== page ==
Siddhartha Mukherjee has a written a biography of the gene as deft, brilliant, and illuminating as his extraordinarily successful biography of cancer. Weaving science, social history, and personal narrative to tell us the story of one of the most important conceptual breakthroughs of modern times, Mukherjee animates the quest to understand human heredity and its surprising influence on our lives, personalities, identities, fates, and choices.
Throughout the narrative, the story of Mukherjee’s own family—with its tragic and bewildering history of mental illness—cuts like a bright, red line, reminding us of the many questions that hang over our ability to translate the science of genetics from the laboratory to the real world. In superb prose and with an instinct for the dramatic scene, he describes the centuries of research and experimentation—from Aristotle and Pythagoras to Mendel and Darwin, from Boveri and Morgan to Crick, Watson and Franklin, all the way through the revolutionary twenty-first century innovators who mapped the human genome.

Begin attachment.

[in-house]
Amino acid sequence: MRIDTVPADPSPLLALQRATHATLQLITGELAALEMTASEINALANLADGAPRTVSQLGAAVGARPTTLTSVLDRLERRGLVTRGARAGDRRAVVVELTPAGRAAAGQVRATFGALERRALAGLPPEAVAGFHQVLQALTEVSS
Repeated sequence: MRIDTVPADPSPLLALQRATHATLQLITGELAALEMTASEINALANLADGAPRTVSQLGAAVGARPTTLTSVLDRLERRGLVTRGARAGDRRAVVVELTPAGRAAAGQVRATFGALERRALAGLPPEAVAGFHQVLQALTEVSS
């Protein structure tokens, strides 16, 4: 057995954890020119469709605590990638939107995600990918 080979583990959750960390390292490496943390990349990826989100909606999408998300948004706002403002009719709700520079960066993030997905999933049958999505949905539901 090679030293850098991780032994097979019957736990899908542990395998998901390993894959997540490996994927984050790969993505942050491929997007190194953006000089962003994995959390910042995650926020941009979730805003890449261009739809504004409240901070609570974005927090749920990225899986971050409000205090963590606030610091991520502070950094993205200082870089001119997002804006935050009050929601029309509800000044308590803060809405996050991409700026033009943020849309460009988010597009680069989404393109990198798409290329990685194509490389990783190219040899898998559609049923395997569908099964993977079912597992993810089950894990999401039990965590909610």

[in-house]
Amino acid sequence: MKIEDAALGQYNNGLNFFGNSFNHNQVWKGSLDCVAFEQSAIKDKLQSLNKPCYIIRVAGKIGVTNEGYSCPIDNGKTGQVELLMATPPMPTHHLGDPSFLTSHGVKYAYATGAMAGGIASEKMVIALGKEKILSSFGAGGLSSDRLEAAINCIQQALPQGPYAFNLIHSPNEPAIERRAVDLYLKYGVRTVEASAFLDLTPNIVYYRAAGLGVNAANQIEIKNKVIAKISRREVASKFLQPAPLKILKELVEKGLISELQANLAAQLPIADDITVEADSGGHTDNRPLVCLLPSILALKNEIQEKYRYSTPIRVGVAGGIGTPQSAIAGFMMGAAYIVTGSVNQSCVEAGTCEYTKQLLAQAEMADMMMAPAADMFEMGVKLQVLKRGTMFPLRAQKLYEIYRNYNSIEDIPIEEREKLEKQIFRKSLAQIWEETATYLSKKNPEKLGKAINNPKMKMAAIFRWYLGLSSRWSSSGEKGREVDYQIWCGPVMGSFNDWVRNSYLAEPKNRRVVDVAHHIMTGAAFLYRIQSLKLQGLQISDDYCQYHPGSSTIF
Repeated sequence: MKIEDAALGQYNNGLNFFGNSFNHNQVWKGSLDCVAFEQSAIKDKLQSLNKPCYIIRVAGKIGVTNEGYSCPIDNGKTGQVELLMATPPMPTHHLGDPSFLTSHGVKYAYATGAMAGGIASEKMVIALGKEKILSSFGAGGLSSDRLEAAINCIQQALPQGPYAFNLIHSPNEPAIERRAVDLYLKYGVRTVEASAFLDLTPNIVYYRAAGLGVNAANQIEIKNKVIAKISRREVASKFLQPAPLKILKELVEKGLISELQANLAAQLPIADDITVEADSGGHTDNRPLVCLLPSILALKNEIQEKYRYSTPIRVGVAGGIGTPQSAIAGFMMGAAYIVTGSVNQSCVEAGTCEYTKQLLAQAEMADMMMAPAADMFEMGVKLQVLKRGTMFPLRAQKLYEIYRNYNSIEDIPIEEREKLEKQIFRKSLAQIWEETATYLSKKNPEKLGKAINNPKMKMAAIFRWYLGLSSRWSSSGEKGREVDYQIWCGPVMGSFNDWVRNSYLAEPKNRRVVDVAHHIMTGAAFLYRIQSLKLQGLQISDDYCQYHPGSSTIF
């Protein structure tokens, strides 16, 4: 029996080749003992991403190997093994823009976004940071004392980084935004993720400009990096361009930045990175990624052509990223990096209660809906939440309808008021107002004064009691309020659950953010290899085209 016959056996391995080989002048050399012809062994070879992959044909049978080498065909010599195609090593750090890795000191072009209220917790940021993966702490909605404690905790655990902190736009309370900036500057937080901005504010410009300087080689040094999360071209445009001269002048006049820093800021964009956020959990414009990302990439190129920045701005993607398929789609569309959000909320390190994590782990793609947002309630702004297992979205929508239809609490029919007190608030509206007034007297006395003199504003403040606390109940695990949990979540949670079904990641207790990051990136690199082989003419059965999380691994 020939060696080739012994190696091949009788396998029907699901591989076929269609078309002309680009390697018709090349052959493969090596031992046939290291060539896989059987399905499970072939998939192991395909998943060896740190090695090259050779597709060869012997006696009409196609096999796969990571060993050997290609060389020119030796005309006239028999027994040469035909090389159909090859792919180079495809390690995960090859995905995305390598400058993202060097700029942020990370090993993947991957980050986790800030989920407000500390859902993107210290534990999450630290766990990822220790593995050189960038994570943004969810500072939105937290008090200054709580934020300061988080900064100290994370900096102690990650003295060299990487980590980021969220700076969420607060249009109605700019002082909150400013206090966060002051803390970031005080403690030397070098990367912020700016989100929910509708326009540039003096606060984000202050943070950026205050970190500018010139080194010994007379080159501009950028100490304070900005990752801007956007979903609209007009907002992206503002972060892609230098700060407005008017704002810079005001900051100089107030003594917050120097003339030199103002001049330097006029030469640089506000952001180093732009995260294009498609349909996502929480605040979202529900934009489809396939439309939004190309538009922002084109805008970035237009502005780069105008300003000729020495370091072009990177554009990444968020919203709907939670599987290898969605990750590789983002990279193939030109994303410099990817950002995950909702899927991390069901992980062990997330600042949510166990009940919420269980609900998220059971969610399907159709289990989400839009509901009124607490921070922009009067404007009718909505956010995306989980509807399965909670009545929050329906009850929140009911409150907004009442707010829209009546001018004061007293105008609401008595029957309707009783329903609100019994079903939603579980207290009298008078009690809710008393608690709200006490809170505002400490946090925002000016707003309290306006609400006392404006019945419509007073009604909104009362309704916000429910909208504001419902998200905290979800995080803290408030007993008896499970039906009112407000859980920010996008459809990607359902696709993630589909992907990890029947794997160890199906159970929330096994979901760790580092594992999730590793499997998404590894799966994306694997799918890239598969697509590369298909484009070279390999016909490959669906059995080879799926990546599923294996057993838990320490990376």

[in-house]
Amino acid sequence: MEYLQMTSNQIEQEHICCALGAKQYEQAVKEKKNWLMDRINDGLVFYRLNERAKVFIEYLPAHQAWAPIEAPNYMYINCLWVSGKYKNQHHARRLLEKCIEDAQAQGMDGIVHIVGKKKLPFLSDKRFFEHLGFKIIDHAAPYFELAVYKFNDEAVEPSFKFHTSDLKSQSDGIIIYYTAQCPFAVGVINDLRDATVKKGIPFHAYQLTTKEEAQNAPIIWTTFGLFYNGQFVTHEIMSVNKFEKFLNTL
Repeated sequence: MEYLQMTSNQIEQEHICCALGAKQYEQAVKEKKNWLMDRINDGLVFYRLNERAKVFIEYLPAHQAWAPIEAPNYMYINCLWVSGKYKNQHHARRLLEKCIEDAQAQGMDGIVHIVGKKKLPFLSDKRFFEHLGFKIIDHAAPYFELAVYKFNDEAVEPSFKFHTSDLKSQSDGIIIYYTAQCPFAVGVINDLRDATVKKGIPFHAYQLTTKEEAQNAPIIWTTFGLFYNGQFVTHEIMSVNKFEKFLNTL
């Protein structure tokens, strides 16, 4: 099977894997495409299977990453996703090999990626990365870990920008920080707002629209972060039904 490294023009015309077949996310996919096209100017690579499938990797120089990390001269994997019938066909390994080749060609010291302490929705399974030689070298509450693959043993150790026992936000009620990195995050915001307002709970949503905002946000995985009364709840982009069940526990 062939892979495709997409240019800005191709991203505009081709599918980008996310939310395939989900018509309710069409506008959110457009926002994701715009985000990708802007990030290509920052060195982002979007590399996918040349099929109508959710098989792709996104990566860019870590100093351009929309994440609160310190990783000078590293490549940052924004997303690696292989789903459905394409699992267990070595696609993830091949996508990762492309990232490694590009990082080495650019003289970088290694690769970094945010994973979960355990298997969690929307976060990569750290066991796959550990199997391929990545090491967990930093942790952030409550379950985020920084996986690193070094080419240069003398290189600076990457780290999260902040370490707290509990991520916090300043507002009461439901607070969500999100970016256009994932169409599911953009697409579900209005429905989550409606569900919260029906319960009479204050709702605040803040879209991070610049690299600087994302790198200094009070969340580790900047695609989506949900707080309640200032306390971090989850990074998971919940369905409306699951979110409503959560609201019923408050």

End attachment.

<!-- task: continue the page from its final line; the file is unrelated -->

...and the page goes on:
As The New Yorker said of The Emperor of All Maladies, “It’s hard to think of many books for a general audience that have rendered any area of modern science and technology with such intelligence, accessibility, and compassion…An extraordinary achievement.” Riveting, revelatory, and magisterial history of a scientific idea coming to life, and an essential preparation for the moral complexity introduced by our ability to create or “write” the human genome, The Gene is a must-read for everyone concerned about the definition and future of humanity. This is the most crucial science of our time, intimately explained by a master.
Want to know more about this book? Here is the link to the New York Times Book Review by James Gleick: http://www.nytimes.com/2016/05/15/books/review/the-gene-by-siddhartha-mukherjee.html?_r=0
Humanities in Medicine Collection is located across from the Circulation Desk.